What do we want the Skagit River to be?

Real talk about Skagit River steelhead
skagit river washington rain
Raindrops on the Skagit River (photo: Sara Parker / cc2.0).

Nobody likes being the nostalgic steelheader in the room, but increasingly I find myself as the gray haired guy at the table waxing poetic about how great wild steelhead fishing on Washington’s Skagit River used to be. You know, back in the “good ole days.” Getting on in years sucks and watching my beloved wild steelhead waters deteriorate even faster than me just adds insult to injury.

I’m not nearly old enough to have experienced the Skagit in its real heyday. Back at the turn of the 20th Century, guys with cane rods and silk lines waded waters that boasted a return of 150,000 wild steelhead. By the time I was swinging a fly rod on the Skagit, the number of annual metalheads had plummeted down to around a high of 13,000.

That is a crazy notion for me to wrap my head around. For me, the “good ole days” were less than ten percent of what they were for my grandfather’s generation. Even crazier is that, by the time my oldest son was grown enough to first cast for chrome in the Skagit, the river’s returned had dropped to about half the number of fish I had first experienced a generation earlier.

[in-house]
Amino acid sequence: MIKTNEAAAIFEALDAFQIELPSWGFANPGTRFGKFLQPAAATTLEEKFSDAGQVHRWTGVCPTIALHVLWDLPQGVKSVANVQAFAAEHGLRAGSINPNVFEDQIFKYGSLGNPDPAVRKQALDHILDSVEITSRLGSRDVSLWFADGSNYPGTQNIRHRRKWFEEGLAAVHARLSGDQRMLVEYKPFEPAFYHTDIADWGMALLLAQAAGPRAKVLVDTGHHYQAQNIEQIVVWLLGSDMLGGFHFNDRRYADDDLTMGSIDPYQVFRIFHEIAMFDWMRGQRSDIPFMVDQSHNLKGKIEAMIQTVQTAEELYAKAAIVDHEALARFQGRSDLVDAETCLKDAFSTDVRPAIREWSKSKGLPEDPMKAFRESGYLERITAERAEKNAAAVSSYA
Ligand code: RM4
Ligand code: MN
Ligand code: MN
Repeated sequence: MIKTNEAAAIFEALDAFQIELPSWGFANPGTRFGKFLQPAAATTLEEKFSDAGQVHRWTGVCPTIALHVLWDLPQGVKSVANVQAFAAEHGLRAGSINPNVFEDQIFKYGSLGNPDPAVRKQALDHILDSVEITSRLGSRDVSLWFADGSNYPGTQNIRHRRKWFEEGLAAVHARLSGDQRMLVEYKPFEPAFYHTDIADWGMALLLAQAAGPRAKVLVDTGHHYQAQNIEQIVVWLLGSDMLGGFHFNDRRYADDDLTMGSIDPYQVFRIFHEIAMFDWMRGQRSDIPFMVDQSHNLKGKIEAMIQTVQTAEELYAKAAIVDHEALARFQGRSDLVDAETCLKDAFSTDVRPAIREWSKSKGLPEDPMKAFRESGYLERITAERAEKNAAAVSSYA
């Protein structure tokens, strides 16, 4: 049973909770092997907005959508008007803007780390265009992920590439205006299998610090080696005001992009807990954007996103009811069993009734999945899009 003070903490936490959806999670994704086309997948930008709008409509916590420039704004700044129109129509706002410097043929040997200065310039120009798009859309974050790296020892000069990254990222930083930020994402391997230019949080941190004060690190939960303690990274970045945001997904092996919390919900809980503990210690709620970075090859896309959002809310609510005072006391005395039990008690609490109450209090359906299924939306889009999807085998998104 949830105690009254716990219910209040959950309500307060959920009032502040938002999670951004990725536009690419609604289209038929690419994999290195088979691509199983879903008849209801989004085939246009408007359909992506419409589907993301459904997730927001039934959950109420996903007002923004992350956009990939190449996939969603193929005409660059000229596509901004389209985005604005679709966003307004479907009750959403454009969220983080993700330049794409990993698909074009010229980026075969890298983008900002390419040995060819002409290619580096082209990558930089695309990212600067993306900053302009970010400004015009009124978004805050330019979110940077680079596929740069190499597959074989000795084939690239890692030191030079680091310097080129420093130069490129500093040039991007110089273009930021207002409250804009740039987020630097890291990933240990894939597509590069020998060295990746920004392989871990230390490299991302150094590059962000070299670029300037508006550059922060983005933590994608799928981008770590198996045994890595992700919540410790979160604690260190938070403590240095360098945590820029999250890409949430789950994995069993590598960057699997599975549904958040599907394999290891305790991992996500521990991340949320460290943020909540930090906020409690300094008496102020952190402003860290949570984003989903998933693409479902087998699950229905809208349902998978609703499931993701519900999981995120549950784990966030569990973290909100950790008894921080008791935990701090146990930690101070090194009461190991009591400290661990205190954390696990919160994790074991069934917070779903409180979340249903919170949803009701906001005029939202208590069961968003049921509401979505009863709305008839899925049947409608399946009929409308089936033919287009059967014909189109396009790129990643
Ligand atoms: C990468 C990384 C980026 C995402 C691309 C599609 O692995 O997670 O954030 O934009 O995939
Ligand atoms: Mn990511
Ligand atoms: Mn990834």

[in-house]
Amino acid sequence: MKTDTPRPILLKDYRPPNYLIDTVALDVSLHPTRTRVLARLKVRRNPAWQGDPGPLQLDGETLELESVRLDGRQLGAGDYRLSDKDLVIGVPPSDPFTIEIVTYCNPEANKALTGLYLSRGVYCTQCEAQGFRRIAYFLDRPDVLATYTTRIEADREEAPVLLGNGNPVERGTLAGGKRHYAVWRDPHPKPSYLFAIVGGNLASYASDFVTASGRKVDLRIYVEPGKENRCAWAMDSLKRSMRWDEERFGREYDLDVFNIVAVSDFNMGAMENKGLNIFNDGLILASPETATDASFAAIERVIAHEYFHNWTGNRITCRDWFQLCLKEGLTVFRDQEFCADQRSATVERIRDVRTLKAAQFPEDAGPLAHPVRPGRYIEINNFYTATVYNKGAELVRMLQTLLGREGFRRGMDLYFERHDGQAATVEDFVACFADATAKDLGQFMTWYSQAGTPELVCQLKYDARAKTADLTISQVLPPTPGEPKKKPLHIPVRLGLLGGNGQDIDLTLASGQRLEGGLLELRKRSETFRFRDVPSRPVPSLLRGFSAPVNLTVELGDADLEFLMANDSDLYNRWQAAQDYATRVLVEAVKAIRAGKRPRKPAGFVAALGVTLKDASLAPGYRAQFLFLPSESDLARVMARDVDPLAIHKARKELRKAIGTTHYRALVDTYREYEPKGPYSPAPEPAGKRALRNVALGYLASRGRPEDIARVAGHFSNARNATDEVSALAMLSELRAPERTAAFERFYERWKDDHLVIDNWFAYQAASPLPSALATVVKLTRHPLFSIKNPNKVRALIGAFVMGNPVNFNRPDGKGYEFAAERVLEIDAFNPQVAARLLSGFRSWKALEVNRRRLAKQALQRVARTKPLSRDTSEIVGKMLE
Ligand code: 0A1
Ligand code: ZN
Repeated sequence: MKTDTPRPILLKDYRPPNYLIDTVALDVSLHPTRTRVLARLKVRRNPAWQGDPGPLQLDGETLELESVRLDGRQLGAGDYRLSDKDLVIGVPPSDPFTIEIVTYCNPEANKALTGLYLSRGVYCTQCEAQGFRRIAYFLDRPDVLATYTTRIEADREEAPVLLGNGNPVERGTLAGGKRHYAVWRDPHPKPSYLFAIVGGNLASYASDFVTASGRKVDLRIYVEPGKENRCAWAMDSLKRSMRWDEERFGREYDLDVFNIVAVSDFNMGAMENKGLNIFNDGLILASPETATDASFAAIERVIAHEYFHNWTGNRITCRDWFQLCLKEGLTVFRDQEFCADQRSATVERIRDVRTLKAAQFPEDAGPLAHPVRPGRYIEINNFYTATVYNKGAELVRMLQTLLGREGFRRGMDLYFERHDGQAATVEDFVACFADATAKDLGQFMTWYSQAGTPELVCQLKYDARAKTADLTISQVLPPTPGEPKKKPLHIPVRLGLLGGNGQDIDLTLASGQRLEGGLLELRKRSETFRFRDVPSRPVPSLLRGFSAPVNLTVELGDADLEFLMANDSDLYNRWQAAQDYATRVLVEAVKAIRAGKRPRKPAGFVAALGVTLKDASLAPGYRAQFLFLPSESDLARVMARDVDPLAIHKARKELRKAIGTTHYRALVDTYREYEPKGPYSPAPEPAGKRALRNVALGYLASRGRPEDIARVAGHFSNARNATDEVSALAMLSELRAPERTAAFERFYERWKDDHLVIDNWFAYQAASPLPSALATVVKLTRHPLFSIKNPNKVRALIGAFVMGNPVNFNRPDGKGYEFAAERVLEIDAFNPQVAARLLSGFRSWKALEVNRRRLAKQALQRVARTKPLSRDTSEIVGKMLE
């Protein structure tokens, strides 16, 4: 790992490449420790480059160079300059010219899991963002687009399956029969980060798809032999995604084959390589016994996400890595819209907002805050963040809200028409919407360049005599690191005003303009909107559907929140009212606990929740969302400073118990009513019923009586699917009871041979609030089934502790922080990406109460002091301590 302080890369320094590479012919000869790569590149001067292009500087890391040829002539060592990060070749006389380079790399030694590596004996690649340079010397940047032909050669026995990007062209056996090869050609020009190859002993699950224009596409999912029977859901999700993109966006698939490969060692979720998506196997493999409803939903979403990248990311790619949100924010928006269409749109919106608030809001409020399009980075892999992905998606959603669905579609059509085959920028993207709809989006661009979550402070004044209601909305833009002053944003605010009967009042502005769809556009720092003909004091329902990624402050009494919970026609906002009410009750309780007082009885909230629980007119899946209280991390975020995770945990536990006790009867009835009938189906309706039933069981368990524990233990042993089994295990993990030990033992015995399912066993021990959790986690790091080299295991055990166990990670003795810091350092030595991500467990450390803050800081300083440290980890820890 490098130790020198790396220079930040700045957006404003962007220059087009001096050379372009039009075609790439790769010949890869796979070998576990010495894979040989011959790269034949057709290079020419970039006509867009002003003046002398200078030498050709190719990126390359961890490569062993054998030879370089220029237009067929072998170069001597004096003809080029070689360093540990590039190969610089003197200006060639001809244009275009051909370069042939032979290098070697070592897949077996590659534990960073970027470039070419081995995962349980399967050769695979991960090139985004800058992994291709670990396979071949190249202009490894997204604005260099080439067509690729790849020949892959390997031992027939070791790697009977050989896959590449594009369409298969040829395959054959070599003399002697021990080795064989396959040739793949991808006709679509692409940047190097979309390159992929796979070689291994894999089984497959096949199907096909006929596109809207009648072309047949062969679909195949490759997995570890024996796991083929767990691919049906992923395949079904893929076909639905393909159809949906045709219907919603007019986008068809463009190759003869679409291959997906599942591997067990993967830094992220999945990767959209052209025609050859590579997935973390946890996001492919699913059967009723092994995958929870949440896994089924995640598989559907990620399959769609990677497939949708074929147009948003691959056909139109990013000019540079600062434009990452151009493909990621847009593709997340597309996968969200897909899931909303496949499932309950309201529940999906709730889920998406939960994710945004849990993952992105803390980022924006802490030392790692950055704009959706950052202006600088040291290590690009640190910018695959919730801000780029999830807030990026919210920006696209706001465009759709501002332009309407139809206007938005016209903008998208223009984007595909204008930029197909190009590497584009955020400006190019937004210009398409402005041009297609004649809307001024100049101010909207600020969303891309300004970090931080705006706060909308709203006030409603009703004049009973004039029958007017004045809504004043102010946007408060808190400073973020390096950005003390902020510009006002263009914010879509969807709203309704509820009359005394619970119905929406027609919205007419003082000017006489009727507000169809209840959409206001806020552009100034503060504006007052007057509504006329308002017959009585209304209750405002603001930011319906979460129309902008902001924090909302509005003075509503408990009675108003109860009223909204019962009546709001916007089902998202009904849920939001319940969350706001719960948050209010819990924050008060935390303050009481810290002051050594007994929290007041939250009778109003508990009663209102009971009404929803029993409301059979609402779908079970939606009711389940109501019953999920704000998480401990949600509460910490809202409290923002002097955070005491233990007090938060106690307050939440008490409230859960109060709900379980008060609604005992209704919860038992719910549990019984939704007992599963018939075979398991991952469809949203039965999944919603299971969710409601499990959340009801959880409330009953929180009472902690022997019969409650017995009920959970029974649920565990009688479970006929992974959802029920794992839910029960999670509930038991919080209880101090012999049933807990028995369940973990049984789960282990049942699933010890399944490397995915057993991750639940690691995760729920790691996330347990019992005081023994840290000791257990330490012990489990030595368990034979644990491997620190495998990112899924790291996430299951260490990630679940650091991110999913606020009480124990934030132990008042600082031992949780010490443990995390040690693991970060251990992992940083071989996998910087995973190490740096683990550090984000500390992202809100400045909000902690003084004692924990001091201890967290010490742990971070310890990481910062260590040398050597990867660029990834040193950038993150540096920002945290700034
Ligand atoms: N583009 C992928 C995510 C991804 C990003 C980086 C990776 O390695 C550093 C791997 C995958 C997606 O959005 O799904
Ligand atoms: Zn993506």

Fortunately, since then, a myriad of positive developments—the Endangered Species Act (ESA) listing of the Skagit’s wild steelhead, a suite of collaborative habitat restoration projects by groups ranging from the Skagit River System Cooperative to the Wild Steelhead Coalition, reduced angling pressure, and a lawsuit that halted hatchery releases—have contributed to a guarded reound of the Skagit’s steelhead. After decades of continuous decline, the Skagit’s wild steelhead population has risen from its nadir of 2,502 fish in 2007 and over the last six years has averaged an estimated run size of approximately 7,876 wild steelhead (that number did slip in 2017 down to about 6,700).

Now that the Skagit’s wild steelhead population has “recovered,” the National Marine Fisheries Service (NMFS) has put together a proposed plan to reopen the late-winter and spring wild steelhead fisheries in the Skagit watershed. This development has created a tidal wave of excitement as the Skagit’s long list of lovers line up to reap the benefits of the river’s resurgence. These days you cannot walk into a fly shop in the Puget Sound watershed without hearing conversations about planned spring Skagit trips once the river reopens.